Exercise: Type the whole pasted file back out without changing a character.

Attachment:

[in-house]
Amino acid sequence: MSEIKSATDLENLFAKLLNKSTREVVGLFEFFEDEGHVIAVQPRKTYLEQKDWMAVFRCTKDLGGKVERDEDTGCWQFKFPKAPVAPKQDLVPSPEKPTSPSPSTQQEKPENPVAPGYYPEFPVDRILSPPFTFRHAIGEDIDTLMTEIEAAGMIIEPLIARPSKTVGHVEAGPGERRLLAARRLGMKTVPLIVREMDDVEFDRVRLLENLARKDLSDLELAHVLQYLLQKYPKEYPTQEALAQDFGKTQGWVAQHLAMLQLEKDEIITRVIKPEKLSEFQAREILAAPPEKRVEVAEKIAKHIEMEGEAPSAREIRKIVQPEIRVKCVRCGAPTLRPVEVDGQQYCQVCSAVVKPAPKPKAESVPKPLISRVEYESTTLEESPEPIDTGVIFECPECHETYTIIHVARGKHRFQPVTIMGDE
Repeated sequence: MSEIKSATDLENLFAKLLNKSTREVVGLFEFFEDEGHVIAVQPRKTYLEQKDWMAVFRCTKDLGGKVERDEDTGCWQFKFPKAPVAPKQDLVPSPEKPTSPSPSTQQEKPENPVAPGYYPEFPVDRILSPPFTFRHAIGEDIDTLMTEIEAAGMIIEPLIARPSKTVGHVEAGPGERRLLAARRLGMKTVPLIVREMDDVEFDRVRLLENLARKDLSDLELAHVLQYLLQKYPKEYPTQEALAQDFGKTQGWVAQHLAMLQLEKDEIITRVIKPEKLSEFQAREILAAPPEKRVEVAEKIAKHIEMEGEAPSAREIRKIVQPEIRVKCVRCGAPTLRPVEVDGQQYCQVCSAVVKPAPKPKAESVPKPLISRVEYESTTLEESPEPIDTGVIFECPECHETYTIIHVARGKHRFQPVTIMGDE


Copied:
[in-house]
Amino acid sequence: MSEIKSATDLENLFAKLLNKSTREVVGLFEFFEDEGHVIAVQPRKTYLEQKDWMAVFRCTKDLGGKVERDEDTGCWQFKFPKAPVAPKQDLVPSPEKPTSPSPSTQQEKPENPVAPGYYPEFPVDRILSPPFTFRHAIGEDIDTLMTEIEAAGMIIEPLIARPSKTVGHVEAGPGERRLLAARRLGMKTVPLIVREMDDVEFDRVRLLENLARKDLSDLELAHVLQYLLQKYPKEYPTQEALAQDFGKTQGWVAQHLAMLQLEKDEIITRVIKPEKLSEFQAREILAAPPEKRVEVAEKIAKHIEMEGEAPSAREIRKIVQPEIRVKCVRCGAPTLRPVEVDGQQYCQVCSAVVKPAPKPKAESVPKPLISRVEYESTTLEESPEPIDTGVIFECPECHETYTIIHVARGKHRFQPVTIMGDE
Repeated sequence: MSEIKSATDLENLFAKLLNKSTREVVGLFEFFEDEGHVIAVQPRKTYLEQKDWMAVFRCTKDLGGKVERDEDTGCWQFKFPKAPVAPKQDLVPSPEKPTSPSPSTQQEKPENPVAPGYYPEFPVDRILSPPFTFRHAIGEDIDTLMTEIEAAGMIIEPLIARPSKTVGHVEAGPGERRLLAARRLGMKTVPLIVREMDDVEFDRVRLLENLARKDLSDLELAHVLQYLLQKYPKEYPTQEALAQDFGKTQGWVAQHLAMLQLEKDEIITRVIKPEKLSEFQAREILAAPPEKRVEVAEKIAKHIEMEGEAPSAREIRKIVQPEIRVKCVRCGAPTLRPVEVDGQQYCQVCSAVVKPAPKPKAESVPKPLISRVEYESTTLEESPEPIDTGVIFECPECHETYTIIHVARGKHRFQPVTIMGDE